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Nat Commun. 2015 Oct 29;6:8732. doi: 10.1038/ncomms9732.

Dilp8 requires the neuronal relaxin receptor Lgr3 to couple growth to developmental timing.

Author information

1
Integrative Biomedicine Laboratory, CEDOC-Chronic Diseases Research Center, NOVA Medical School | Faculdade de Ciencias Medicas, NOVA University of Lisbon, Campus do IGC, Rua da Quinta Grande, 6, Oeiras 2780-156, Portugal.
2
Instituto de Investigaciones Bioquímicas de Bahía Blanca (INIBIBB), CONICET and Universidad Nacional del Sur, Camino La Carrindanga km7, Bahía Blanca B8000 FWB, Argentina.
3
Dualsystems Biotech AG, Grabenstrasse 11a, Schlieren CH-8952, Switzerland.
4
Departamento de Medicina Clínica, Facultad de Medicina, Universidad Miguel Hernández, Ctra. Alicante-Valencia, km 87, San Juan, Alicante 03550, Spain.
5
Development, Evolution and the Environment Laboratory, Instituto Gulbenkian de Ciência, Rua da Quinta Grande, 6, Oeiras 2780-156, Portugal.

Abstract

How different organs in the body sense growth perturbations in distant tissues to coordinate their size during development is poorly understood. Here we mutate an invertebrate orphan relaxin receptor gene, the Drosophila Leucine-rich repeat-containing G protein-coupled receptor 3 (Lgr3), and find body asymmetries similar to those found in insulin-like peptide 8 (dilp8) mutants, which fail to coordinate growth with developmental timing. Indeed, mutation or RNA intereference (RNAi) against Lgr3 suppresses the delay in pupariation induced by imaginal disc growth perturbation or ectopic Dilp8 expression. By tagging endogenous Lgr3 and performing cell type-specific RNAi, we map this Lgr3 activity to a new subset of CNS neurons, four of which are a pair of bilateral pars intercerebralis Lgr3-positive (PIL) neurons that respond specifically to ectopic Dilp8 by increasing cAMP-dependent signalling. Our work sheds new light on the function and evolution of relaxin receptors and reveals a novel neuroendocrine circuit responsive to growth aberrations.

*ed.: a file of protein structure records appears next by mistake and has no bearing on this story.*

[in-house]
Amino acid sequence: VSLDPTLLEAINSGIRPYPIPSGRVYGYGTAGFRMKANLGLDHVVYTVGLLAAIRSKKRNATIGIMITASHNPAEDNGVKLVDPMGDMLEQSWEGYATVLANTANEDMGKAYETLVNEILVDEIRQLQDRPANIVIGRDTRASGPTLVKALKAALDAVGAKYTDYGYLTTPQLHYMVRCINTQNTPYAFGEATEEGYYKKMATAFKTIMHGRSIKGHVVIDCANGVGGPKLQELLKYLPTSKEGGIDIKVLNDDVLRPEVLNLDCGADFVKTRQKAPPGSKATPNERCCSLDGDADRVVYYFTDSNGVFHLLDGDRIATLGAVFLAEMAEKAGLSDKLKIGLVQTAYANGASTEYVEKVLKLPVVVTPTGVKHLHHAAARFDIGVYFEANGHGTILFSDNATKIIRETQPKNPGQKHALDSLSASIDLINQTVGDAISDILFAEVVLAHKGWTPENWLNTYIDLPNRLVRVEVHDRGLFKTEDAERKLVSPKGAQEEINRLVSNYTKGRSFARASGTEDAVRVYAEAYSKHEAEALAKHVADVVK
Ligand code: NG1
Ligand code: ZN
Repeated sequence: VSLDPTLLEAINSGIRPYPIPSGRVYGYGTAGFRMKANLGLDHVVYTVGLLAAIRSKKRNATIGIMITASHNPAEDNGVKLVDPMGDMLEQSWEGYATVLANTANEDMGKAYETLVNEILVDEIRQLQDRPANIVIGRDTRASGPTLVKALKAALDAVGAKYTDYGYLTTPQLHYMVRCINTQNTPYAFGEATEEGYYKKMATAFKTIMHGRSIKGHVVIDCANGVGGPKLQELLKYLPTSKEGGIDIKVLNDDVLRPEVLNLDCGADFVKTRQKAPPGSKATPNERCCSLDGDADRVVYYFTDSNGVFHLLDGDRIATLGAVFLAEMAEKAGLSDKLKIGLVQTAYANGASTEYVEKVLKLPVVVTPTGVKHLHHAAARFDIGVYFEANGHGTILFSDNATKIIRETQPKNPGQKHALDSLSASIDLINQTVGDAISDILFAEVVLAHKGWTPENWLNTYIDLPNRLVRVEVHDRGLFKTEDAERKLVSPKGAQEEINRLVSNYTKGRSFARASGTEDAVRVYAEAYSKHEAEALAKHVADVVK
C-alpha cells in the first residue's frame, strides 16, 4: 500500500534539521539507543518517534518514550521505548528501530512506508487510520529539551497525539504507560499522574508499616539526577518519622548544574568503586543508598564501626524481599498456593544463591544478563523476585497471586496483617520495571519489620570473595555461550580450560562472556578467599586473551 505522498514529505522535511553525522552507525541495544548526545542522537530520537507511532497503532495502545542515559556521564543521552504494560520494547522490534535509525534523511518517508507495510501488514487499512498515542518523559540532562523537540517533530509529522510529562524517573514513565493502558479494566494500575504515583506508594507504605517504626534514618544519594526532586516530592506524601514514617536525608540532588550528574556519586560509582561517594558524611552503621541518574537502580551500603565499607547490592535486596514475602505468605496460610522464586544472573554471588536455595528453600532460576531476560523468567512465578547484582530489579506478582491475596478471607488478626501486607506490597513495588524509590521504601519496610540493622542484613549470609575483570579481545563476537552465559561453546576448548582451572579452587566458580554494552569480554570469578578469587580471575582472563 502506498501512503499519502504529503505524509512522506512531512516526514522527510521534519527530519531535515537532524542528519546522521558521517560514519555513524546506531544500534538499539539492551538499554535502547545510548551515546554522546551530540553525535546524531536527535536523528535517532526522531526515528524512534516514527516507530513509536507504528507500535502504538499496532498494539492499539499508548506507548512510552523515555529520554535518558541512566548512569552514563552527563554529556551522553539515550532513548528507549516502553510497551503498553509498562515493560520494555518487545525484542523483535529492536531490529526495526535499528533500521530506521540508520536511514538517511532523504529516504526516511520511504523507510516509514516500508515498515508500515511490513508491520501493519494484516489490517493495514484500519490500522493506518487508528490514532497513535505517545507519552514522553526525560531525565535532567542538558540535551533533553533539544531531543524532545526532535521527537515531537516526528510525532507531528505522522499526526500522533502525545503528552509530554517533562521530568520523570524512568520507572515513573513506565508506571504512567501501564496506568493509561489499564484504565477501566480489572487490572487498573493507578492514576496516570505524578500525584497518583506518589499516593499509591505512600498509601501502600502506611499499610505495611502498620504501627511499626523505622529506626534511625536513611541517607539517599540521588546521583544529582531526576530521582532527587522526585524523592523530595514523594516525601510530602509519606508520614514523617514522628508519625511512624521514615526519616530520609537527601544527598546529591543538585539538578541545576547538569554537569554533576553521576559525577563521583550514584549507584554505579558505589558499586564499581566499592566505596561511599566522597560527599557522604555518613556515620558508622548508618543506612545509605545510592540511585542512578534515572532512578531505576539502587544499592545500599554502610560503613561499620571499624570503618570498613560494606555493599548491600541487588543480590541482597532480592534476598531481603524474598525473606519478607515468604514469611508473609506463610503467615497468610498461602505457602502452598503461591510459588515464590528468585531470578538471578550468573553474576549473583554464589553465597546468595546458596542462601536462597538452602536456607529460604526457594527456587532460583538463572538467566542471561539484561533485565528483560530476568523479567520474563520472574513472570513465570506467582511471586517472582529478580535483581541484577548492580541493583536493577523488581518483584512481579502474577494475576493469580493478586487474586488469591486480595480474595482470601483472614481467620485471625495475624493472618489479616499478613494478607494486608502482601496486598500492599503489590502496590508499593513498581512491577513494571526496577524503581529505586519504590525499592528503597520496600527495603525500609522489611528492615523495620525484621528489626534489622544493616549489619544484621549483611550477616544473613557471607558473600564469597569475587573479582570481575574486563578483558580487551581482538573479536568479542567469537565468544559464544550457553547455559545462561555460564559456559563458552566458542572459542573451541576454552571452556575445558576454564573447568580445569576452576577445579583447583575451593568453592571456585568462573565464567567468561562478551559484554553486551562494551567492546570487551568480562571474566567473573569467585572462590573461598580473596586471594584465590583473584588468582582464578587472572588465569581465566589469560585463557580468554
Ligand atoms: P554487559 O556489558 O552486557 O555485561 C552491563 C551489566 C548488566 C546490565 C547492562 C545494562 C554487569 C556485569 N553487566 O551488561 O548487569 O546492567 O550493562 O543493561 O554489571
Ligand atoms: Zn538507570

PMID:
26510564
PMCID:
PMC4640092
DOI:
10.1038/ncomms9732
[Indexed for MEDLINE]
Free PMC Article

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